By Jim Duff
Radio Room Clock
RADIO ROOM CLOCKS
The sinking of the Titanic resulted in the Radio Act of 1912 that required 24-hour radio watches. The disaster also led to clocks in the newer radio rooms featuring three-minute periods marked in red. That three minutes provided a silent period when only emergency radio messages could be transmitted.
First: where does it come from?
It all started quite some time ago, the early days of radio communication, and it has to do with maritime radiotelephone communication in distress situations on the typical marine MF bands: the 2182 and 500 KHz international bands for emergency and distress. In fact the sinking of the “RMS TITANIC” triggered a lot of safety rules and this is believed to be one of them.
Why a radio silence period?
This allowed any station with distress, urgent or safety traffic the best chance of being heard at that time, even if they were at some distance from other stations, operating on reduced battery power or perhaps reduced antenna efficiency, as for example from a dismasted vessel.
All stations using 2182 KHz were required to maintain a strictly enforced three-minute silence and listening period twice each hour, starting at h+00, h+30.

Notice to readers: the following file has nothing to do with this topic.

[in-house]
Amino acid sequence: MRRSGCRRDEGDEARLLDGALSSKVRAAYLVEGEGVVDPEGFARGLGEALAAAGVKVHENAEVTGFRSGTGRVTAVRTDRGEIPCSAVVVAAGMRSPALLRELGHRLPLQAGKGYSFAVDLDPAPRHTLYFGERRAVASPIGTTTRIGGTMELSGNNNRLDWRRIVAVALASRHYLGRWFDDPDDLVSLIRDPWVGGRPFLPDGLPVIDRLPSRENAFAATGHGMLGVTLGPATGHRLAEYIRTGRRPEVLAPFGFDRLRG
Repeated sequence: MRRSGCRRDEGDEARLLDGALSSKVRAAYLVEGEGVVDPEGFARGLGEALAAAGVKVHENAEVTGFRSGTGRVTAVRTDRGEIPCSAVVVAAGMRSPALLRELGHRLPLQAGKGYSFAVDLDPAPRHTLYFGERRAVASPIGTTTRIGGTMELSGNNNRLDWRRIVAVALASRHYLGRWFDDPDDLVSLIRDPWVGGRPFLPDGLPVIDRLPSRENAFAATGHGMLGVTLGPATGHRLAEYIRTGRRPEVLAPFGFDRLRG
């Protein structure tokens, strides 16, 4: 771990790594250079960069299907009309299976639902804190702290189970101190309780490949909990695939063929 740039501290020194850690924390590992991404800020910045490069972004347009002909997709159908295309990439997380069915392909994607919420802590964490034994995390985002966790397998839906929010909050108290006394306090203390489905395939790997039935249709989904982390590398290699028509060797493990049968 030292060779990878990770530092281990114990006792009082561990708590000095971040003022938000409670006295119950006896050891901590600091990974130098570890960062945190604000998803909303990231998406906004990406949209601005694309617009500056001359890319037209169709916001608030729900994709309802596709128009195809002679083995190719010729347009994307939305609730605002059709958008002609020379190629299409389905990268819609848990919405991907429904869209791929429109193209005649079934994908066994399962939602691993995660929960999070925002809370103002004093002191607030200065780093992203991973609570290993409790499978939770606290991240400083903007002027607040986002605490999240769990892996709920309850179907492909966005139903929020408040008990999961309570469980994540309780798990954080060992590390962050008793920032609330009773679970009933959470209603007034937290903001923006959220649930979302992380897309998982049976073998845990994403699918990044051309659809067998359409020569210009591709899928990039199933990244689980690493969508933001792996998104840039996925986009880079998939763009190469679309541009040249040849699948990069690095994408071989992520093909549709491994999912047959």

As a visual aide-memoire, a typical clock in a ship's radio room (see picture) would have these silence periods marked by shading the sectors from h+00 to h+03 and from h+30 to h+33 in green.
Similar sectors were marked in red for what used to be the corresponding silence and listening period on 500 KHz between h+15 and h+18 and from h+45 to h+48.
This frequency was used for Morse Code signalling – and is not generally used today.
It is marked in red on the dial, clearly and forcibly calling attention to the radio operator thereto, are the two 3 minute silent periods which must be observed by all radio stations at 15 and 45 minutes past each hour."
"The dial has accurate 4 second marks in red around the outside edge, over which the sweep seconds hand passes, enabling the radio operator to accurately transmit the 4 second alarm signal provided by the International Telecommunication Convention and the International Conference on Safety of Life at Sea." Mayday Mayday Mayday …---…
Modern ships use the Digital Selective calling system (G,M,D,S,S,) – which do not require listening periods as messages are delivered electronically to a consul in the Radio Room.